Participation in a research project is a component of all training tracts. At the start of the first year, all fellows meet with each of the faculty to discuss potential clinical and basic research projects and to choose a faculty mentor. Fellows with an interest primarily in clinical rheumatology may choose to work with a faculty mentor on either a clinical or laboratory oriented project. The project is initiated during the first year and finished within the second or third year while the fellow continues clinical training. Fellows interested in laboratory research training as part of a physician scientist tract will choose a faculty mentor who assists the fellow in the development of a basic laboratory research project. The fellow's clinical schedule is reduced during the second and further years to allow for more research time. The research interests of the faculty are broad and include clinical research in rheumatoid arthritis, osteoarthritis, SLE, and teaching methods in rheumatology education. Basic research of the faculty include: molecular mechanisms of cellular immune dysfunction in SLE, signal transduction in B cells, and the pathogenesis and treatment of atherosclerosis in SLE. See the individual faculty listings for further details.
Recent Rheumatology Fellows
Listed below are our most recent fellows and their internal medicine residency programs for the current and prior four classes:
|Year Entered ||Name||Internal Medicine Residency|
|2013||Amer Al-Khoudari, MD||University of Toledo, OH|
| ||Brett Smith, DO ||University of Kentucky, KY|
| ||Nihad Yasmin, MD||Medical College of Georgia|
|Year Graduated ||Name||Internal Medicine Residency|
|2013||Erin Shiner, MD, PhD||Wake Forest|
| ||Philip Stapleton, MD, PhD ||Winthrop University, NY|
| ||Nicole Walton, DO||Medical College of Georgia|
|2012||Alison Johnson, MD||Carolinas Medical Center, Charlotte|
|2011||Leslie Pack, MD||Carolinas Medical Center, Charlotte|
|2010||James Beekman, MD||Wake Forest|
| ||Rachel Holt, MD||Wake Forest|
To Apply for a Rheumatology Fellowship
The Section on Rheumatology participates in the Electronic Residency Application Service (ERAS). Applications must include a minimum three letters of reference, preferably one of which should be from a rheumatologist.
To access the ERAS website go to: https://www.aamc.org/services/eras/eras_for_fellowships/139872/timeline.html
If you have any questions regarding the fellowship program, you may contact Jennifer Beauchamp via email at email@example.com or via telephone at (336) 716-4293.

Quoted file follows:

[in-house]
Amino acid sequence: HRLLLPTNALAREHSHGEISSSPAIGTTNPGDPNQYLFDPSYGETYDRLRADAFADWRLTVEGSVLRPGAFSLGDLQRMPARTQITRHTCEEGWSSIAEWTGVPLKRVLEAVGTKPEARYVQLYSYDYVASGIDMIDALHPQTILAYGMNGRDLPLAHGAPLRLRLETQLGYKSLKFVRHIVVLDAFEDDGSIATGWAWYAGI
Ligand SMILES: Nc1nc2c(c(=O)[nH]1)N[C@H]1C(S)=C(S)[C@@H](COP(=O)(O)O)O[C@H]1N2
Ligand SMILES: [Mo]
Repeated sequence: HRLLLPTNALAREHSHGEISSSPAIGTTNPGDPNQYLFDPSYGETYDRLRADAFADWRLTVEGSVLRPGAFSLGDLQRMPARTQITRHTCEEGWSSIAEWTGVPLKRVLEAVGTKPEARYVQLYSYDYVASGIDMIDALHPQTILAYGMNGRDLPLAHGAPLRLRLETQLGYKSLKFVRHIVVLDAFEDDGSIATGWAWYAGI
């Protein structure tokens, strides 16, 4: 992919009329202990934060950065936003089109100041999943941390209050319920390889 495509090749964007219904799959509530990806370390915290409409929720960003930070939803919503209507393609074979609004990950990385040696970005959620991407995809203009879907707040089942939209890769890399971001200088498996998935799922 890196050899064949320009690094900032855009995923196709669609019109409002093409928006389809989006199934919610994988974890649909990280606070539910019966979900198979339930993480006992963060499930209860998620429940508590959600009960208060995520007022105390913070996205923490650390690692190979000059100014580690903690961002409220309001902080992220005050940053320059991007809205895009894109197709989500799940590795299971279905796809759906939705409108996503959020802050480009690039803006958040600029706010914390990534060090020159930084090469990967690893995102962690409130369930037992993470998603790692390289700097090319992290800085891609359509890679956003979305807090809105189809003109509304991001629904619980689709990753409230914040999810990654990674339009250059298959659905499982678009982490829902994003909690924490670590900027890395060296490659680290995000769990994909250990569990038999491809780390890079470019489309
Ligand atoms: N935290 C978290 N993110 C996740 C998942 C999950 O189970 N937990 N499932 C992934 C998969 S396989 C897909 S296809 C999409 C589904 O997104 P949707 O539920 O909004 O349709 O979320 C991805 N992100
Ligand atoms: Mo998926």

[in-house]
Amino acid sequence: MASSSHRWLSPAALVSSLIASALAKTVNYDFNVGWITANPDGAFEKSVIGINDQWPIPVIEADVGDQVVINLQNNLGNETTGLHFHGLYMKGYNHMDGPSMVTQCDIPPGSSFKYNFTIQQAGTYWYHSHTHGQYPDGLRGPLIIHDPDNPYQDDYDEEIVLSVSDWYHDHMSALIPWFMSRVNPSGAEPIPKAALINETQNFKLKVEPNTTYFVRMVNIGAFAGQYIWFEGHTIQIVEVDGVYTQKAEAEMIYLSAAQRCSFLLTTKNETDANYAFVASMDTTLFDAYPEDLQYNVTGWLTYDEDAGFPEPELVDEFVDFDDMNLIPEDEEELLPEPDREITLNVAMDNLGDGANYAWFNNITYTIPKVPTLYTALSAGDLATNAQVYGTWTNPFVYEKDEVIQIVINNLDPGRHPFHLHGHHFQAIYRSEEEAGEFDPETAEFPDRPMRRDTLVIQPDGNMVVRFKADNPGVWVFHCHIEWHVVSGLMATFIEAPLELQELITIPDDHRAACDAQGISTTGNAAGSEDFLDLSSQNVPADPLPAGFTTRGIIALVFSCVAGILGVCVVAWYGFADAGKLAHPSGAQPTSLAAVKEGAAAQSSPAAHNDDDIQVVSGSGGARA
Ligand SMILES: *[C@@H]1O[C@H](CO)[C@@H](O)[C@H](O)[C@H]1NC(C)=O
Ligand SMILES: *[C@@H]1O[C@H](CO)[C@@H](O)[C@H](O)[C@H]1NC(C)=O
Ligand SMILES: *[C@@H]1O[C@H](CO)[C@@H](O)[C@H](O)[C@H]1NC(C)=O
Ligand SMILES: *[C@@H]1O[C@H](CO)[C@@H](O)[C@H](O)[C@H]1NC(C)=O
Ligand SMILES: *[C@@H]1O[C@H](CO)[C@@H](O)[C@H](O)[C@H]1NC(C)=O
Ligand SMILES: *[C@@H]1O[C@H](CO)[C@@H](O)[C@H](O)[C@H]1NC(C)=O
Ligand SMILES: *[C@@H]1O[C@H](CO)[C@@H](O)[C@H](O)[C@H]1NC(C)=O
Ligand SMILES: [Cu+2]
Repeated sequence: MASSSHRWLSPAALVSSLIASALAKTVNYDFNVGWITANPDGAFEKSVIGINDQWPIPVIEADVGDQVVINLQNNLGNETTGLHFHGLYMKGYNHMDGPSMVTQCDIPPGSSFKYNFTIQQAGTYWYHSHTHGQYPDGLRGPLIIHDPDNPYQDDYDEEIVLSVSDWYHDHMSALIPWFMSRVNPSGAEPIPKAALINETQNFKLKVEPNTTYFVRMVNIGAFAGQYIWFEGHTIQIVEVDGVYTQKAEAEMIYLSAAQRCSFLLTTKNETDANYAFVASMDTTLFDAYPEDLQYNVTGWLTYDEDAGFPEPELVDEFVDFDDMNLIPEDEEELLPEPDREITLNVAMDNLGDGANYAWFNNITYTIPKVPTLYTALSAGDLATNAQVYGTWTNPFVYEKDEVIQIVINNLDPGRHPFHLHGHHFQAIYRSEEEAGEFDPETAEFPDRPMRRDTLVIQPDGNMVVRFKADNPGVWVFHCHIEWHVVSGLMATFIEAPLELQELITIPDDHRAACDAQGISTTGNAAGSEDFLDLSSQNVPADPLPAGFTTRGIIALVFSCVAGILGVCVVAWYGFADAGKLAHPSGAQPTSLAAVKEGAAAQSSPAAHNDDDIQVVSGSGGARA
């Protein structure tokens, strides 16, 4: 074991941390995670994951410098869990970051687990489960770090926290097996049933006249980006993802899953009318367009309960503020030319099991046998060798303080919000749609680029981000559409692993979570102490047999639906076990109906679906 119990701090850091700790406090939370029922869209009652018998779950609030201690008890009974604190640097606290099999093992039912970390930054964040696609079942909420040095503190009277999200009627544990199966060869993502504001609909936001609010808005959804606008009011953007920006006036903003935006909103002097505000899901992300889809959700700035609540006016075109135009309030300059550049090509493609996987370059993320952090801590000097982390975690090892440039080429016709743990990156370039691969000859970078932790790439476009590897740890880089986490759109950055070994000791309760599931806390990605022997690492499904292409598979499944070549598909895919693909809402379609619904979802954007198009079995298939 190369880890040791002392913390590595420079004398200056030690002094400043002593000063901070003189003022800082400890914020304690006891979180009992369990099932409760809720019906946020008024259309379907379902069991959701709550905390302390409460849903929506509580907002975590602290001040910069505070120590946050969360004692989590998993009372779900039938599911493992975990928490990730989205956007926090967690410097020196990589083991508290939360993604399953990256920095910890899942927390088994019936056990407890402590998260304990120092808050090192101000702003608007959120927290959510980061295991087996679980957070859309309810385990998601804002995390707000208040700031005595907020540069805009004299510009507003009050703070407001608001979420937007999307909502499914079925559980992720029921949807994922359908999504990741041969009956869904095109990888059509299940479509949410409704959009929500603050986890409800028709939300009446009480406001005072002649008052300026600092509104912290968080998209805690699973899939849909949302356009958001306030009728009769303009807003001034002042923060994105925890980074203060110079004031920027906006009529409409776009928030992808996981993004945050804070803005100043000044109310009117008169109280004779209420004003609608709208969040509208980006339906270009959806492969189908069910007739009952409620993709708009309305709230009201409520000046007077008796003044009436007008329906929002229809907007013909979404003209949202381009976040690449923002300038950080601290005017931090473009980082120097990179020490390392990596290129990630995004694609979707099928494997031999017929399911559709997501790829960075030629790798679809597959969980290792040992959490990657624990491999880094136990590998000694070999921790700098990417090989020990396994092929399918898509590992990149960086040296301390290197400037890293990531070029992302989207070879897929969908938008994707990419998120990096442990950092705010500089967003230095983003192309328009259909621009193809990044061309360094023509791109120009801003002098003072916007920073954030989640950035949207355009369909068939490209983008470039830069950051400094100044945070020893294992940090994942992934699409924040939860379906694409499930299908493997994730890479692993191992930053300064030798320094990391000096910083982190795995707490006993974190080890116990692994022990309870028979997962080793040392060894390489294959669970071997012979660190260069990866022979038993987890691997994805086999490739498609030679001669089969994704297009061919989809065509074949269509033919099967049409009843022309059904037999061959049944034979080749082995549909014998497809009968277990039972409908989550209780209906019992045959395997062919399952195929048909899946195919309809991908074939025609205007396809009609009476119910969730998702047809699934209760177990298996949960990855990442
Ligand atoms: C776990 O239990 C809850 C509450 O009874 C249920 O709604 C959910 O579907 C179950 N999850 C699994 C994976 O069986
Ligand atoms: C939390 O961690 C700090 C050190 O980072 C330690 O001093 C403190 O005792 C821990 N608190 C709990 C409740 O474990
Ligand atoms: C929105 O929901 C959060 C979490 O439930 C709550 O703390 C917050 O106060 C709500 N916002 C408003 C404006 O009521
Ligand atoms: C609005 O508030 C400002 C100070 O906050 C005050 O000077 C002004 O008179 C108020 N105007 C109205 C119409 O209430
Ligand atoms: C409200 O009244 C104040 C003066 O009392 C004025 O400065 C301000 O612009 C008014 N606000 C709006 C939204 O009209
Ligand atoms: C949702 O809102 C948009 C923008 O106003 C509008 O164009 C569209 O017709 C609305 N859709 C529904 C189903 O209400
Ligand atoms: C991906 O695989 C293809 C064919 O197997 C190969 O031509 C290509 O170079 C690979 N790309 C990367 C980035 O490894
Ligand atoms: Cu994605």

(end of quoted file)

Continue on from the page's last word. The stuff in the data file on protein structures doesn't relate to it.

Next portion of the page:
The Wake Forest School of Medicine
The Wake Forest School of Medicine is part of Wake Forest University, and in conjunction with North Carolina Baptist Hospital, forms a Medical Center, which is a regional referral center for an area of nearly five million people. The Medical Center trains students in medicine as well as in allied health fields including physician assistants, medical technologists and nurse anesthetists. The Medical Center offers training programs for house officers in 23 specialties, each of which is approved by the Council of Medical Education in Hospitals of the American Medical Association and their respective specialty boards. The Medical School also has basic science programs with graduate training in Biochemistry, Cancer Biology, Comparative Medicine, Neurobiology/Anatomy and Physiology/Pharmacology. Wake Forest University has very large and distinguished Department of Public Health Sciences which offers graduate training in Epidemiology. The Medical Center is well known for its outstanding clinical training but also has placed additional emphasis on continuing achievements in medical research.
Winston-Salem, North Carolina and Wake Forest University
Wake Forest is a small, comprehensive university that has been consistently ranked as one of our Nation's finest. The undergraduate population totals 3,800 with 2,300 graduate and professional students. Wake Forest College moved to Winston-Salem from its previous location in Wake Forest, North Carolina in 1956. Winston-Salem is a city of approximately 171,000 located in the Piedmont region of North Carolina. The city has a moderate climate with an average year-round temperature of 59º. It is conveniently located about one and a half hours from the mountains and three to four hours from the Atlantic coast beaches. Winston-Salem has long been known for its support of the arts, and its residents enjoy a wide variety of cultural activities. Many of these are sponsored through Wake Forest University and through the North Carolina School of the Arts, which is also located in Winston-Salem. The cost of living in Winston-Salem is very reasonable and a variety of rental houses and apartments, as well as houses for sale are available for incoming fellows.